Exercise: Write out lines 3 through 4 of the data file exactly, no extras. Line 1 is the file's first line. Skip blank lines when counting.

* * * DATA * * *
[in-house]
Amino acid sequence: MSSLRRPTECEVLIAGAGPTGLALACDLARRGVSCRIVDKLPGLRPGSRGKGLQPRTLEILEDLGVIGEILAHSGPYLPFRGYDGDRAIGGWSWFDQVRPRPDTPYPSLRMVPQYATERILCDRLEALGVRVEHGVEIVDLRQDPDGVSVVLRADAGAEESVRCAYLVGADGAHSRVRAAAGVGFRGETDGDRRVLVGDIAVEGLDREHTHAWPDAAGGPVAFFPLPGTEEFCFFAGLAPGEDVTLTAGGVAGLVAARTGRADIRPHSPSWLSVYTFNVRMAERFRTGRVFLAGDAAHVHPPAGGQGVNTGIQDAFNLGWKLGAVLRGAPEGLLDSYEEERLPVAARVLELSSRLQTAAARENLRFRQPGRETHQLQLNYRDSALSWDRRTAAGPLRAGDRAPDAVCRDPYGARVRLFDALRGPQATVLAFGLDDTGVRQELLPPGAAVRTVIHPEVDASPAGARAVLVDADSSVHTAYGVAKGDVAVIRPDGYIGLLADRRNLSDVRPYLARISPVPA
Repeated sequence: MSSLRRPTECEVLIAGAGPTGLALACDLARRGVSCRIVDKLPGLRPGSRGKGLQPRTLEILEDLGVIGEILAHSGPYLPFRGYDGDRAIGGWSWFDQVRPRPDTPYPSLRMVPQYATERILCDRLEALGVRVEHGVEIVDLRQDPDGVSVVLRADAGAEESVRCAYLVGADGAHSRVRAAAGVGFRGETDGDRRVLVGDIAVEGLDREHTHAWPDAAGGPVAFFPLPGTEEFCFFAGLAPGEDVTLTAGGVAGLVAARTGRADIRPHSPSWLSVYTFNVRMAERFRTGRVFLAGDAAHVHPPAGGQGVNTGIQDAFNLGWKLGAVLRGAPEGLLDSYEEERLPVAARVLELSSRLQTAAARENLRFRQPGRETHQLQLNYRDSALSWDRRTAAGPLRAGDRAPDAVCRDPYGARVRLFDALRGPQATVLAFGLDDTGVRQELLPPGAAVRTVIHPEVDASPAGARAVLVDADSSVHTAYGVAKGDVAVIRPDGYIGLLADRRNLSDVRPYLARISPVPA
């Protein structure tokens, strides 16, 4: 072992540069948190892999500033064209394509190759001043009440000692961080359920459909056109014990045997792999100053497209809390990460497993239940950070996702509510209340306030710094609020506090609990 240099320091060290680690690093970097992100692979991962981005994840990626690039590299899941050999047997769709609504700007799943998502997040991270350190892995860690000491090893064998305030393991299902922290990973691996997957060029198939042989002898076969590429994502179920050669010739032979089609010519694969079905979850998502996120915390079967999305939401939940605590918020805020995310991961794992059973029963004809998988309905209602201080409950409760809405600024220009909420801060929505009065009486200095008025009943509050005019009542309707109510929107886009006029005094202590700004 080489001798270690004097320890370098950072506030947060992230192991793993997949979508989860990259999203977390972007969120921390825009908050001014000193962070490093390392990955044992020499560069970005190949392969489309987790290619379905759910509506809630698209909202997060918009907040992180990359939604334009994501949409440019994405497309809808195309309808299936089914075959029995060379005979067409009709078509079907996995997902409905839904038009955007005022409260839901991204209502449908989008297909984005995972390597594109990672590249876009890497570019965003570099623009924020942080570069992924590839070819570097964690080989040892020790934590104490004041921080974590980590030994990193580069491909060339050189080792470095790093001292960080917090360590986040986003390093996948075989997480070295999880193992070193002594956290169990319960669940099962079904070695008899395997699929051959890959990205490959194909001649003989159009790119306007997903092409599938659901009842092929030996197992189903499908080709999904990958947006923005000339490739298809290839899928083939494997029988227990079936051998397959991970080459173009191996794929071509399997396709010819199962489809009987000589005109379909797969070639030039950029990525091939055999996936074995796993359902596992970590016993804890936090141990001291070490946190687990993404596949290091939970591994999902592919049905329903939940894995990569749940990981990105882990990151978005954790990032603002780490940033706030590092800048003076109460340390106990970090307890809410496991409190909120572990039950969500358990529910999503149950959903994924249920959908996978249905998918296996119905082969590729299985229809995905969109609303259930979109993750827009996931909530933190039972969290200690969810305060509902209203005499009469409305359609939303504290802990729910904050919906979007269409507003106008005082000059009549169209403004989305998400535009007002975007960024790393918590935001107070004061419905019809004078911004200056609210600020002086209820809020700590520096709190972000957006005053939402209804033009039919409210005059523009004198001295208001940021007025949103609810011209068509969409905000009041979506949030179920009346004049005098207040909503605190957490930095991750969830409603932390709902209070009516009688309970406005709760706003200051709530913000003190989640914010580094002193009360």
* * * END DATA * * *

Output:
Repeated sequence: MSSLRRPTECEVLIAGAGPTGLALACDLARRGVSCRIVDKLPGLRPGSRGKGLQPRTLEILEDLGVIGEILAHSGPYLPFRGYDGDRAIGGWSWFDQVRPRPDTPYPSLRMVPQYATERILCDRLEALGVRVEHGVEIVDLRQDPDGVSVVLRADAGAEESVRCAYLVGADGAHSRVRAAAGVGFRGETDGDRRVLVGDIAVEGLDREHTHAWPDAAGGPVAFFPLPGTEEFCFFAGLAPGEDVTLTAGGVAGLVAARTGRADIRPHSPSWLSVYTFNVRMAERFRTGRVFLAGDAAHVHPPAGGQGVNTGIQDAFNLGWKLGAVLRGAPEGLLDSYEEERLPVAARVLELSSRLQTAAARENLRFRQPGRETHQLQLNYRDSALSWDRRTAAGPLRAGDRAPDAVCRDPYGARVRLFDALRGPQATVLAFGLDDTGVRQELLPPGAAVRTVIHPEVDASPAGARAVLVDADSSVHTAYGVAKGDVAVIRPDGYIGLLADRRNLSDVRPYLARISPVPA
């Protein structure tokens, strides 16, 4: 072992540069948190892999500033064209394509190759001043009440000692961080359920459909056109014990045997792999100053497209809390990460497993239940950070996702509510209340306030710094609020506090609990 240099320091060290680690690093970097992100692979991962981005994840990626690039590299899941050999047997769709609504700007799943998502997040991270350190892995860690000491090893064998305030393991299902922290990973691996997957060029198939042989002898076969590429994502179920050669010739032979089609010519694969079905979850998502996120915390079967999305939401939940605590918020805020995310991961794992059973029963004809998988309905209602201080409950409760809405600024220009909420801060929505009065009486200095008025009943509050005019009542309707109510929107886009006029005094202590700004 080489001798270690004097320890370098950072506030947060992230192991793993997949979508989860990259999203977390972007969120921390825009908050001014000193962070490093390392990955044992020499560069970005190949392969489309987790290619379905759910509506809630698209909202997060918009907040992180990359939604334009994501949409440019994405497309809808195309309808299936089914075959029995060379005979067409009709078509079907996995997902409905839904038009955007005022409260839901991204209502449908989008297909984005995972390597594109990672590249876009890497570019965003570099623009924020942080570069992924590839070819570097964690080989040892020790934590104490004041921080974590980590030994990193580069491909060339050189080792470095790093001292960080917090360590986040986003390093996948075989997480070295999880193992070193002594956290169990319960669940099962079904070695008899395997699929051959890959990205490959194909001649003989159009790119306007997903092409599938659901009842092929030996197992189903499908080709999904990958947006923005000339490739298809290839899928083939494997029988227990079936051998397959991970080459173009191996794929071509399997396709010819199962489809009987000589005109379909797969070639030039950029990525091939055999996936074995796993359902596992970590016993804890936090141990001291070490946190687990993404596949290091939970591994999902592919049905329903939940894995990569749940990981990105882990990151978005954790990032603002780490940033706030590092800048003076109460340390106990970090307890809410496991409190909120572990039950969500358990529910999503149950959903994924249920959908996978249905998918296996119905082969590729299985229809995905969109609303259930979109993750827009996931909530933190039972969290200690969810305060509902209203005499009469409305359609939303504290802990729910904050919906979007269409507003106008005082000059009549169209403004989305998400535009007002975007960024790393918590935001107070004061419905019809004078911004200056609210600020002086209820809020700590520096709190972000957006005053939402209804033009039919409210005059523009004198001295208001940021007025949103609810011209068509969409905000009041979506949030179920009346004049005098207040909503605190957490930095991750969830409603932390709902209070009516009688309970406005709760706003200051709530913000003190989640914010580094002193009360």